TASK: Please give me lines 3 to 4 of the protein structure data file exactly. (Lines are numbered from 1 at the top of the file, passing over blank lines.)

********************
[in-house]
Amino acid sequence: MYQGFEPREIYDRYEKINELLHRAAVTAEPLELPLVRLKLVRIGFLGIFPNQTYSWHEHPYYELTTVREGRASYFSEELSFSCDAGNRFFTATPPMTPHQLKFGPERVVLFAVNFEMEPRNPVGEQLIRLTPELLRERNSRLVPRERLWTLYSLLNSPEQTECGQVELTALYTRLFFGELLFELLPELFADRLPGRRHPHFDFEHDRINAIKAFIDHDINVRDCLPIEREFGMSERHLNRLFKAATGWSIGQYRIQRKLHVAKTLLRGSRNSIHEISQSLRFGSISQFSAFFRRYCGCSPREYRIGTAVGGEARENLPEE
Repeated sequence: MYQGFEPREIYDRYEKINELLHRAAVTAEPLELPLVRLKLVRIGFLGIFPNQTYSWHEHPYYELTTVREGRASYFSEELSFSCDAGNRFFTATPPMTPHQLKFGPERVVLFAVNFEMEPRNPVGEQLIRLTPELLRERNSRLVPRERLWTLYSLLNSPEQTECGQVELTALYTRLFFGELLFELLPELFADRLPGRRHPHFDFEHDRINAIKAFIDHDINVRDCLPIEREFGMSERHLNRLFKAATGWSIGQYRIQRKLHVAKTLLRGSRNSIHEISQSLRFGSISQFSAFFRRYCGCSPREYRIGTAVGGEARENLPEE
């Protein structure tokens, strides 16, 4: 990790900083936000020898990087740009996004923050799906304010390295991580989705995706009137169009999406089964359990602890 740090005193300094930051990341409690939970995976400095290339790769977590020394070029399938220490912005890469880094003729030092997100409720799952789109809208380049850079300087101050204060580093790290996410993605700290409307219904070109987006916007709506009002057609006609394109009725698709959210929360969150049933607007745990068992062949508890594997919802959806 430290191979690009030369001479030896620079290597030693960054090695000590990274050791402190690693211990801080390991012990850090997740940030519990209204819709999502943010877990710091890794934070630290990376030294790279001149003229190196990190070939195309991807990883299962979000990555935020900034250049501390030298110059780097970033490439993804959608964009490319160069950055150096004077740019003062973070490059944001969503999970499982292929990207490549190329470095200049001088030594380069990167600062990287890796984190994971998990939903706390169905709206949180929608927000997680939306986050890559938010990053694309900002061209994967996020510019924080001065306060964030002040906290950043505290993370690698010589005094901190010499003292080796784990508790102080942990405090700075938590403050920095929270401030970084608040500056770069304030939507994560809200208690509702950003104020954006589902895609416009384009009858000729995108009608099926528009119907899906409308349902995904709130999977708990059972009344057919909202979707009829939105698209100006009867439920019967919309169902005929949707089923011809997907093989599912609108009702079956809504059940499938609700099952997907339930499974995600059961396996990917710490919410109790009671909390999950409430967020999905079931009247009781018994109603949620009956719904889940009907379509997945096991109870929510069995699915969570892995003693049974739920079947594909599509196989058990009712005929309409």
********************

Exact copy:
Repeated sequence: MYQGFEPREIYDRYEKINELLHRAAVTAEPLELPLVRLKLVRIGFLGIFPNQTYSWHEHPYYELTTVREGRASYFSEELSFSCDAGNRFFTATPPMTPHQLKFGPERVVLFAVNFEMEPRNPVGEQLIRLTPELLRERNSRLVPRERLWTLYSLLNSPEQTECGQVELTALYTRLFFGELLFELLPELFADRLPGRRHPHFDFEHDRINAIKAFIDHDINVRDCLPIEREFGMSERHLNRLFKAATGWSIGQYRIQRKLHVAKTLLRGSRNSIHEISQSLRFGSISQFSAFFRRYCGCSPREYRIGTAVGGEARENLPEE
């Protein structure tokens, strides 16, 4: 990790900083936000020898990087740009996004923050799906304010390295991580989705995706009137169009999406089964359990602890 740090005193300094930051990341409690939970995976400095290339790769977590020394070029399938220490912005890469880094003729030092997100409720799952789109809208380049850079300087101050204060580093790290996410993605700290409307219904070109987006916007709506009002057609006609394109009725698709959210929360969150049933607007745990068992062949508890594997919802959806 430290191979690009030369001479030896620079290597030693960054090695000590990274050791402190690693211990801080390991012990850090997740940030519990209204819709999502943010877990710091890794934070630290990376030294790279001149003229190196990190070939195309991807990883299962979000990555935020900034250049501390030298110059780097970033490439993804959608964009490319160069950055150096004077740019003062973070490059944001969503999970499982292929990207490549190329470095200049001088030594380069990167600062990287890796984190994971998990939903706390169905709206949180929608927000997680939306986050890559938010990053694309900002061209994967996020510019924080001065306060964030002040906290950043505290993370690698010589005094901190010499003292080796784990508790102080942990405090700075938590403050920095929270401030970084608040500056770069304030939507994560809200208690509702950003104020954006589902895609416009384009009858000729995108009608099926528009119907899906409308349902995904709130999977708990059972009344057919909202979707009829939105698209100006009867439920019967919309169902005929949707089923011809997907093989599912609108009702079956809504059940499938609700099952997907339930499974995600059961396996990917710490919410109790009671909390999950409430967020999905079931009247009781018994109603949620009956719904889940009907379509997945096991109870929510069995699915969570892995003693049974739920079947594909599509196989058990009712005929309409």